Samsung Electronics will create an all-screen front for the Galaxy S8 smartphones coming out next year and scrap the physical home button, sources have said.
The displays will provide more viewing while a virtual home button will be buried in the glass in the the lower section. The new phones will only come with wraparound displays using organic light-emitting diode technology, according to the sources.
Samsung needs the Galaxy S8 to be a hit after suffering through the Note 7 debacle that tarnished its brand, led to an embarrassing recall and may cost the company more than $6bn (€5.6bn).
The world’s biggest smartphone vendor is already under pressure from Chinese vendors while Apple is said to be planning to adopt thinner screens which use less power than liquid-crystal screens while also offering deeper colours.
While Samsung is targeting a March release of the S8, that could be delayed until April. Samsung is adopting tougher testing procedures in the wake of the Note 7 debacle that could push back the launch by about a month, one of the sources said.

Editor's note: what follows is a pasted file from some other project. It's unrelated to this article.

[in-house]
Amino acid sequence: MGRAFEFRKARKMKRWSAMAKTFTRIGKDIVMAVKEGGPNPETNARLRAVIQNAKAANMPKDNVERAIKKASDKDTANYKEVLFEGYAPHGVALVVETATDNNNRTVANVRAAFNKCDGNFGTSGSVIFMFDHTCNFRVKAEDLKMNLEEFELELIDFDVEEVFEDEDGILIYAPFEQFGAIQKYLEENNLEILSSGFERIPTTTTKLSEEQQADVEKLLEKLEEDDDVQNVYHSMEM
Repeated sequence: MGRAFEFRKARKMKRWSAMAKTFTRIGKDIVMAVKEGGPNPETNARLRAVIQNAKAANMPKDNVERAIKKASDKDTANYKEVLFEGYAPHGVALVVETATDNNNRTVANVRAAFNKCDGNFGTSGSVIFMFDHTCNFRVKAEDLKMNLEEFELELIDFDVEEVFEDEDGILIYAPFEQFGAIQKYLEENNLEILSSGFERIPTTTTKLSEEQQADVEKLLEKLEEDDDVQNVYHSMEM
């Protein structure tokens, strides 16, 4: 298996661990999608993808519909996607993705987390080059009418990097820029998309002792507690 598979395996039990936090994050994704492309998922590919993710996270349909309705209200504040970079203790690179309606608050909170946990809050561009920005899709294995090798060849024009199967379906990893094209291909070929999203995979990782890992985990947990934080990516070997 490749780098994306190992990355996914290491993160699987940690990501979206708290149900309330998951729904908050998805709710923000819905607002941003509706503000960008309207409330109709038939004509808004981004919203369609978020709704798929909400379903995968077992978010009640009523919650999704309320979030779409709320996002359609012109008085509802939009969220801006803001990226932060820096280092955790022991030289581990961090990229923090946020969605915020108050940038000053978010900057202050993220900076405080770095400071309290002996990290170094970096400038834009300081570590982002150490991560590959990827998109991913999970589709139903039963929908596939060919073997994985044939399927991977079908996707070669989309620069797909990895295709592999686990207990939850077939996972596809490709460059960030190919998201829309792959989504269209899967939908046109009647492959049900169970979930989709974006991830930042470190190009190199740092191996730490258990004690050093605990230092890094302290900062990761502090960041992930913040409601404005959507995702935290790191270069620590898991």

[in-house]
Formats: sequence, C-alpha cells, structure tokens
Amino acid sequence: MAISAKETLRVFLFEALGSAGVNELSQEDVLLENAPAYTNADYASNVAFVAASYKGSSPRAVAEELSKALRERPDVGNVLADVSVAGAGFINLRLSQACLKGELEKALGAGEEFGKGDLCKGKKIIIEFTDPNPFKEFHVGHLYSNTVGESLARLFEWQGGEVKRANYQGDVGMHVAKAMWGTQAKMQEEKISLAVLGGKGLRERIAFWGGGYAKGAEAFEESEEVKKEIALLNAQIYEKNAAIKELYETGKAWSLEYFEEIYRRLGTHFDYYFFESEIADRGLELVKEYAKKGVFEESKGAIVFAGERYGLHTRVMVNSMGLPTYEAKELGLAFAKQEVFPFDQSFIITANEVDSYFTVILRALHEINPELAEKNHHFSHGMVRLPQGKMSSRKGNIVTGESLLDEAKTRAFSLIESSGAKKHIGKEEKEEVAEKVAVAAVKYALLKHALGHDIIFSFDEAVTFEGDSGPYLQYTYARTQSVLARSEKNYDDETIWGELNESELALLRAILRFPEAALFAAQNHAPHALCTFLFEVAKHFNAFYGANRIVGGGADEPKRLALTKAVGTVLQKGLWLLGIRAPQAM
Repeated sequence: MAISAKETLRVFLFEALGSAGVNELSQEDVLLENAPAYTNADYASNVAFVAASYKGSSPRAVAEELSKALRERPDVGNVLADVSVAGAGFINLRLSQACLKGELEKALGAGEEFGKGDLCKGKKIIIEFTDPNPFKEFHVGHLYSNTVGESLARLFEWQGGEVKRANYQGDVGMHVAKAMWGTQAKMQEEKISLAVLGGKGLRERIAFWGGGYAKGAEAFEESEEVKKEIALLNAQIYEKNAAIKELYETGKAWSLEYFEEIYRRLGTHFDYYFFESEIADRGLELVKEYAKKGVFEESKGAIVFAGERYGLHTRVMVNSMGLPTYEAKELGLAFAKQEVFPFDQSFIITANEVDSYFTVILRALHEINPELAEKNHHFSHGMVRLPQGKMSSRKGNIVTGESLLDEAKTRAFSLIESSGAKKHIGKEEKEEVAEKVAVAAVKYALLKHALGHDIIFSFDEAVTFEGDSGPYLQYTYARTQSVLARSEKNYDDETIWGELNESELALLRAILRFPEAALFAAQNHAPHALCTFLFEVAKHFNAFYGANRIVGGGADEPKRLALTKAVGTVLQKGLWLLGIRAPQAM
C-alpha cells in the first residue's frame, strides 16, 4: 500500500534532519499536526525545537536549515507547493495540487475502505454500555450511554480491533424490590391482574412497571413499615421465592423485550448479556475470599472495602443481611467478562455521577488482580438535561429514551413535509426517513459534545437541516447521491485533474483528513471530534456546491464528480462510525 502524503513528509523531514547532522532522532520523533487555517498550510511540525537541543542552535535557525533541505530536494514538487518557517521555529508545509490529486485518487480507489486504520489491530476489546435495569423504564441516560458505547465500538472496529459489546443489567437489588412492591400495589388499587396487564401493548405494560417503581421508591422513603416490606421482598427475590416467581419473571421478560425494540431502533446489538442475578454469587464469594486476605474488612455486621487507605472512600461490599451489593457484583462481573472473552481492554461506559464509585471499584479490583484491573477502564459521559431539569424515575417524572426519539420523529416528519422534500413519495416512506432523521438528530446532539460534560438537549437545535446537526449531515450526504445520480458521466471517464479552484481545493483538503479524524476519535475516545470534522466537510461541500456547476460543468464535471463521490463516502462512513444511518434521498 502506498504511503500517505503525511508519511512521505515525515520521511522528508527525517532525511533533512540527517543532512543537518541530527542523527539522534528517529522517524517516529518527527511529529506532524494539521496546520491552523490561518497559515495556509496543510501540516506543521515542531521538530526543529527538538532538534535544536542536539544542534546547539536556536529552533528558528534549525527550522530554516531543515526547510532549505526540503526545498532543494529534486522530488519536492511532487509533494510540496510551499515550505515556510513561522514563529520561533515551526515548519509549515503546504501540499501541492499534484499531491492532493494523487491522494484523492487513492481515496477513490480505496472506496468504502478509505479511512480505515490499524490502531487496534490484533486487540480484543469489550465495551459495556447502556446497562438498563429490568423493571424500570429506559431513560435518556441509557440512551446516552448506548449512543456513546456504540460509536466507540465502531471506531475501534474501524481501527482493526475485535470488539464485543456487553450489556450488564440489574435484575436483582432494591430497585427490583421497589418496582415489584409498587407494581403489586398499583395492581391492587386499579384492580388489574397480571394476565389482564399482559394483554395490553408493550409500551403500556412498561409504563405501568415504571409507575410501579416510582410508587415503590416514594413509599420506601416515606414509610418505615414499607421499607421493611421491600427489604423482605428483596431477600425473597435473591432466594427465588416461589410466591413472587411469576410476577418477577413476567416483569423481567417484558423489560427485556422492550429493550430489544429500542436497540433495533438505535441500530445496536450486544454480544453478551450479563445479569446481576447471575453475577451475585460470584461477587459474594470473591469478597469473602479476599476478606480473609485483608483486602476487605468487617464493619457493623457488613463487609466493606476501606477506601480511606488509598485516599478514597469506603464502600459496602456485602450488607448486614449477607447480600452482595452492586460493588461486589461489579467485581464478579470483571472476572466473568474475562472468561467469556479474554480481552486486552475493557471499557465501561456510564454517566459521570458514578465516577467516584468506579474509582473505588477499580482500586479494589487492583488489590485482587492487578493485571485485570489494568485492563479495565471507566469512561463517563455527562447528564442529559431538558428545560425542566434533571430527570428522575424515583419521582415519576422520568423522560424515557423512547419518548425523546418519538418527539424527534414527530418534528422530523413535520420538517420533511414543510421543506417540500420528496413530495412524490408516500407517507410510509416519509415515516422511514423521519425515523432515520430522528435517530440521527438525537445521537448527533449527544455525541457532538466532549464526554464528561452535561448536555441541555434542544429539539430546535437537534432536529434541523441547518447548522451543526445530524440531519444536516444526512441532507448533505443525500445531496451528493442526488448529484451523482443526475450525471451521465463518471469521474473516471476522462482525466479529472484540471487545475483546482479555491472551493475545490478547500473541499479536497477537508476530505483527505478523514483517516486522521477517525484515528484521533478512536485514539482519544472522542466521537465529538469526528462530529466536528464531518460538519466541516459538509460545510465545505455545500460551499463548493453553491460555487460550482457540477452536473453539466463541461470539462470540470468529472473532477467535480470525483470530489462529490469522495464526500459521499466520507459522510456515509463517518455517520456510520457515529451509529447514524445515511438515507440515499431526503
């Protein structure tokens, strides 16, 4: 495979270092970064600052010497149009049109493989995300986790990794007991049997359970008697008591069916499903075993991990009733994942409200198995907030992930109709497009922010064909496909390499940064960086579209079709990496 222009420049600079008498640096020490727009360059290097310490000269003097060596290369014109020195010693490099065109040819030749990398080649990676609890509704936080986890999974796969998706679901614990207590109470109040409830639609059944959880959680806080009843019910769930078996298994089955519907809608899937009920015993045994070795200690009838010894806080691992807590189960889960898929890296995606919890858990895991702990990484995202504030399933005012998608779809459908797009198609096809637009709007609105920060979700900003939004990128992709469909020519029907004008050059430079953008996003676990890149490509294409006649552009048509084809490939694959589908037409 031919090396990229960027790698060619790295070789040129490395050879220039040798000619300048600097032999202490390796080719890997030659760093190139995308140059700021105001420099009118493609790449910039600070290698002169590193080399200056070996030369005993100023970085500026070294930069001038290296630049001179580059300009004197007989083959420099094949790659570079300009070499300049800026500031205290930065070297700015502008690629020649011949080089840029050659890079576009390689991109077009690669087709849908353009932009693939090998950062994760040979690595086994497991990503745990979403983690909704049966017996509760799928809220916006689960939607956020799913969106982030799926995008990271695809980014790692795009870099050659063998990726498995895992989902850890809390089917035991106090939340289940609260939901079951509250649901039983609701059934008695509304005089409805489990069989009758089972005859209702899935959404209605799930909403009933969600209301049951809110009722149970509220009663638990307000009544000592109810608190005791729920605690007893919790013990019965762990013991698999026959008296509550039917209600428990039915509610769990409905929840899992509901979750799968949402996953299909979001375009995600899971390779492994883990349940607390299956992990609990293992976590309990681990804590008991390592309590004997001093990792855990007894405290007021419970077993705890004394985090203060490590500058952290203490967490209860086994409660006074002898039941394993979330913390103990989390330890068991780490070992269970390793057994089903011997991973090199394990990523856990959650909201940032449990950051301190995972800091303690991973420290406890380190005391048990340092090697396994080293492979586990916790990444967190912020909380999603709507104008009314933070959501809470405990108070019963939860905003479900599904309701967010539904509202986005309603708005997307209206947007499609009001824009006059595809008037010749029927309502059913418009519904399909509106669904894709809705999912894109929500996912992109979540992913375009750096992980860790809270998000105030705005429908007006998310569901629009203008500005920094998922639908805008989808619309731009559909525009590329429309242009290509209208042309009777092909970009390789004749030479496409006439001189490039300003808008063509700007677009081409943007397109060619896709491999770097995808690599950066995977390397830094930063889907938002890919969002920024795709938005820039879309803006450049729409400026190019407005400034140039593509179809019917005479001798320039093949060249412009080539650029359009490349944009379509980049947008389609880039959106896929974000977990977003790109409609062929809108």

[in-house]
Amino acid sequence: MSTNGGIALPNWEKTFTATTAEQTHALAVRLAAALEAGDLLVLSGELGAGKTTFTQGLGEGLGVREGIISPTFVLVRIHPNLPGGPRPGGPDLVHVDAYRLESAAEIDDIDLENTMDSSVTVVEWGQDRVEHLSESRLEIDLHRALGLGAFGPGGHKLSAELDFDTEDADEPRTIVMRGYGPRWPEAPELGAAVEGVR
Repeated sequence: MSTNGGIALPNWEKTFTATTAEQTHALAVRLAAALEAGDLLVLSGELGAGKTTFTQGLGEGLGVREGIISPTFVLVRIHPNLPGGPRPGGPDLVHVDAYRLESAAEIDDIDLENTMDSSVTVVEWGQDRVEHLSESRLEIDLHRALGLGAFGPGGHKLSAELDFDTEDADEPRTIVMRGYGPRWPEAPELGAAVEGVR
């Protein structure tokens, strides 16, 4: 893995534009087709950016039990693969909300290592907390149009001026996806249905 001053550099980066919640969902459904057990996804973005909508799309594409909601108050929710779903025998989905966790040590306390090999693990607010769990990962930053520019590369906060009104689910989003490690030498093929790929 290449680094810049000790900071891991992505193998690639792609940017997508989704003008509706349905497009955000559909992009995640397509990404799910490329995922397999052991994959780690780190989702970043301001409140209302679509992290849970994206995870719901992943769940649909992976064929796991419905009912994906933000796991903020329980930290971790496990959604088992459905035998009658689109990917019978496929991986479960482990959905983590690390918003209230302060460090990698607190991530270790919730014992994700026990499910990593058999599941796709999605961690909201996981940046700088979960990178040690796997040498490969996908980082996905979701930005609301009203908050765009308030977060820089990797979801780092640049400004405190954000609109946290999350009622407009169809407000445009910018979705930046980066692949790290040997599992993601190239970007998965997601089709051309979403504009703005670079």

“Since the phones have a record of burning up, it needs time for these phones to be verified as safe. How safe the phones turn out to be is more important than any hardware innovation,” said Greg Roh, an analyst at HMC Investment Securities.
“It will take about a month or two for people to actually start opening their pockets.”
Samsung shares have nonetheless soared 42% this year.
For years, manufacturers have been seeking ways to reduce the size of bezels — which frame the screen and typically provide space for speakers, buttons, and cameras — in order to make smartphones smaller while increasing the size of their displays.
Samsung is not the first to do away with the feature. Apple moved to a pressure-sensitive home button with the iPhone 7 that provides a vibrating sensation when pressed instead of an actual click.
Apple plans to ship at least one iPhone using its new screen next year, featuring a new look that extends glass from the display to the device’s back and edges.
© Irish Examiner Ltd. All rights reserved